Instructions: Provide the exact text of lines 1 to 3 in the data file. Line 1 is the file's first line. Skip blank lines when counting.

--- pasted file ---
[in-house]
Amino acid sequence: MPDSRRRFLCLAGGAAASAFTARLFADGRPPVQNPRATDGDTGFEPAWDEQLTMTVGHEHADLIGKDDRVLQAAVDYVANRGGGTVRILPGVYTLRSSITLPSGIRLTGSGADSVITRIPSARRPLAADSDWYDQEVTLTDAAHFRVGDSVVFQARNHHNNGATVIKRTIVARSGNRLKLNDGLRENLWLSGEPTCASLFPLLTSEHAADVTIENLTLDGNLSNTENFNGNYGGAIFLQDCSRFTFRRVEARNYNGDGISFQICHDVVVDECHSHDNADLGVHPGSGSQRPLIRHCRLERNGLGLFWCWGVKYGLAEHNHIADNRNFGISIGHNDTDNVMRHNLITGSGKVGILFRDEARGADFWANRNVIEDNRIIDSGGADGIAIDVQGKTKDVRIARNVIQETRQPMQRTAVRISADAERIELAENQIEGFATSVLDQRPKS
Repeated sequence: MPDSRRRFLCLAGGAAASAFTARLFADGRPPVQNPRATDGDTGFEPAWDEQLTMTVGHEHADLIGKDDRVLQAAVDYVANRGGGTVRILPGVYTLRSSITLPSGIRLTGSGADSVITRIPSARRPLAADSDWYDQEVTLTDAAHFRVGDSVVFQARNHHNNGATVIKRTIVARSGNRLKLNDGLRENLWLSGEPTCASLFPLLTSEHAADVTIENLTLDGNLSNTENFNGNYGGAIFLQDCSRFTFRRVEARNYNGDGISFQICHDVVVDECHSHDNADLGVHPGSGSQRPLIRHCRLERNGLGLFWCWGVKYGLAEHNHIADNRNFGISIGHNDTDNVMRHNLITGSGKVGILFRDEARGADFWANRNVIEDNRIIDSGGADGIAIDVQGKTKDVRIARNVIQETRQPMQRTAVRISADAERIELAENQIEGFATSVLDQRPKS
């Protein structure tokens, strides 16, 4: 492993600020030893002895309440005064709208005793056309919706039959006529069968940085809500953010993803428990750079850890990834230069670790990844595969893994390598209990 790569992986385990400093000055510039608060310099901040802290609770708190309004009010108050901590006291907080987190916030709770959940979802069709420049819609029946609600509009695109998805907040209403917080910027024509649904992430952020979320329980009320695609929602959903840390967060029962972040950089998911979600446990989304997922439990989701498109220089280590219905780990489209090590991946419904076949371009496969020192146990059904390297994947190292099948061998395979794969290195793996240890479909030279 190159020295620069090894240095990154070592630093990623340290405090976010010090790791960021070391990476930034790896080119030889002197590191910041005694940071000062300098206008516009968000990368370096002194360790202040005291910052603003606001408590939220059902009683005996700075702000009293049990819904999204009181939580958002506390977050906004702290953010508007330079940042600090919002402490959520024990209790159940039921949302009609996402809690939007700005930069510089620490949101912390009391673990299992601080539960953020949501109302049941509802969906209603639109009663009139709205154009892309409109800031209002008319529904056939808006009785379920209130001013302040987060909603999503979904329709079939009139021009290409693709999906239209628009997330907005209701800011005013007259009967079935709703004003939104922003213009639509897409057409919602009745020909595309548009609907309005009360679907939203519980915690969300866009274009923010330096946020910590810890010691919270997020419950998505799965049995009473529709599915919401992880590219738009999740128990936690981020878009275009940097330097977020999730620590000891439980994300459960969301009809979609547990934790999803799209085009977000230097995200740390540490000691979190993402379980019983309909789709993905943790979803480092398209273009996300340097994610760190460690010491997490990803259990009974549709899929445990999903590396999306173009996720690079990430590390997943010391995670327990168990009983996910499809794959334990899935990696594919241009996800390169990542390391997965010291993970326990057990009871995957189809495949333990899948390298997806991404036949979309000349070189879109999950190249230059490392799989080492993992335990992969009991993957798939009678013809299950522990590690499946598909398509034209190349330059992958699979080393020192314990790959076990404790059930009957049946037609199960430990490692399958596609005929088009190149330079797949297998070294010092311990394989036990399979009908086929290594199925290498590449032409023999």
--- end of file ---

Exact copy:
[in-house]
Amino acid sequence: MPDSRRRFLCLAGGAAASAFTARLFADGRPPVQNPRATDGDTGFEPAWDEQLTMTVGHEHADLIGKDDRVLQAAVDYVANRGGGTVRILPGVYTLRSSITLPSGIRLTGSGADSVITRIPSARRPLAADSDWYDQEVTLTDAAHFRVGDSVVFQARNHHNNGATVIKRTIVARSGNRLKLNDGLRENLWLSGEPTCASLFPLLTSEHAADVTIENLTLDGNLSNTENFNGNYGGAIFLQDCSRFTFRRVEARNYNGDGISFQICHDVVVDECHSHDNADLGVHPGSGSQRPLIRHCRLERNGLGLFWCWGVKYGLAEHNHIADNRNFGISIGHNDTDNVMRHNLITGSGKVGILFRDEARGADFWANRNVIEDNRIIDSGGADGIAIDVQGKTKDVRIARNVIQETRQPMQRTAVRISADAERIELAENQIEGFATSVLDQRPKS
Repeated sequence: MPDSRRRFLCLAGGAAASAFTARLFADGRPPVQNPRATDGDTGFEPAWDEQLTMTVGHEHADLIGKDDRVLQAAVDYVANRGGGTVRILPGVYTLRSSITLPSGIRLTGSGADSVITRIPSARRPLAADSDWYDQEVTLTDAAHFRVGDSVVFQARNHHNNGATVIKRTIVARSGNRLKLNDGLRENLWLSGEPTCASLFPLLTSEHAADVTIENLTLDGNLSNTENFNGNYGGAIFLQDCSRFTFRRVEARNYNGDGISFQICHDVVVDECHSHDNADLGVHPGSGSQRPLIRHCRLERNGLGLFWCWGVKYGLAEHNHIADNRNFGISIGHNDTDNVMRHNLITGSGKVGILFRDEARGADFWANRNVIEDNRIIDSGGADGIAIDVQGKTKDVRIARNVIQETRQPMQRTAVRISADAERIELAENQIEGFATSVLDQRPKS